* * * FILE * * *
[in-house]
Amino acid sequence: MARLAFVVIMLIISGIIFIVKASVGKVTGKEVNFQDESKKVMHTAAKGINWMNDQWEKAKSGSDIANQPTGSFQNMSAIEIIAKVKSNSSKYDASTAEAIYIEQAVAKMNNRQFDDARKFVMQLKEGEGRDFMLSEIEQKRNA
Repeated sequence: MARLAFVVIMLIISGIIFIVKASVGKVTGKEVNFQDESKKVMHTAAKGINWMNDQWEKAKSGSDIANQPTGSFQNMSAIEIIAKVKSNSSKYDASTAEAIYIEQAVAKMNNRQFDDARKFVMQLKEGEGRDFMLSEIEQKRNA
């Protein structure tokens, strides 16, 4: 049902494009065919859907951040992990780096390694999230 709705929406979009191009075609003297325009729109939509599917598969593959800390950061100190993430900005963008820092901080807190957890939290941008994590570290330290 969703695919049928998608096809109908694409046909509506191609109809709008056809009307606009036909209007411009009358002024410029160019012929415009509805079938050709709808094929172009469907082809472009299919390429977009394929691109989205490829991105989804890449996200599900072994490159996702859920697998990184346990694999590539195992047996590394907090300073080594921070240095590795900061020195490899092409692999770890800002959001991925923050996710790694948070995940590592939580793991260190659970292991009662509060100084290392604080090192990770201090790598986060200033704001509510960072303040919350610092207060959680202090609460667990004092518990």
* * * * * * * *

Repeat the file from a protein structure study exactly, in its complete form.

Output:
[in-house]
Amino acid sequence: MARLAFVVIMLIISGIIFIVKASVGKVTGKEVNFQDESKKVMHTAAKGINWMNDQWEKAKSGSDIANQPTGSFQNMSAIEIIAKVKSNSSKYDASTAEAIYIEQAVAKMNNRQFDDARKFVMQLKEGEGRDFMLSEIEQKRNA
Repeated sequence: MARLAFVVIMLIISGIIFIVKASVGKVTGKEVNFQDESKKVMHTAAKGINWMNDQWEKAKSGSDIANQPTGSFQNMSAIEIIAKVKSNSSKYDASTAEAIYIEQAVAKMNNRQFDDARKFVMQLKEGEGRDFMLSEIEQKRNA
């Protein structure tokens, strides 16, 4: 049902494009065919859907951040992990780096390694999230 709705929406979009191009075609003297325009729109939509599917598969593959800390950061100190993430900005963008820092901080807190957890939290941008994590570290330290 969703695919049928998608096809109908694409046909509506191609109809709008056809009307606009036909209007411009009358002024410029160019012929415009509805079938050709709808094929172009469907082809472009299919390429977009394929691109989205490829991105989804890449996200599900072994490159996702859920697998990184346990694999590539195992047996590394907090300073080594921070240095590795900061020195490899092409692999770890800002959001991925923050996710790694948070995940590592939580793991260190659970292991009662509060100084290392604080090192990770201090790598986060200033704001509510960072303040919350610092207060959680202090609460667990004092518990």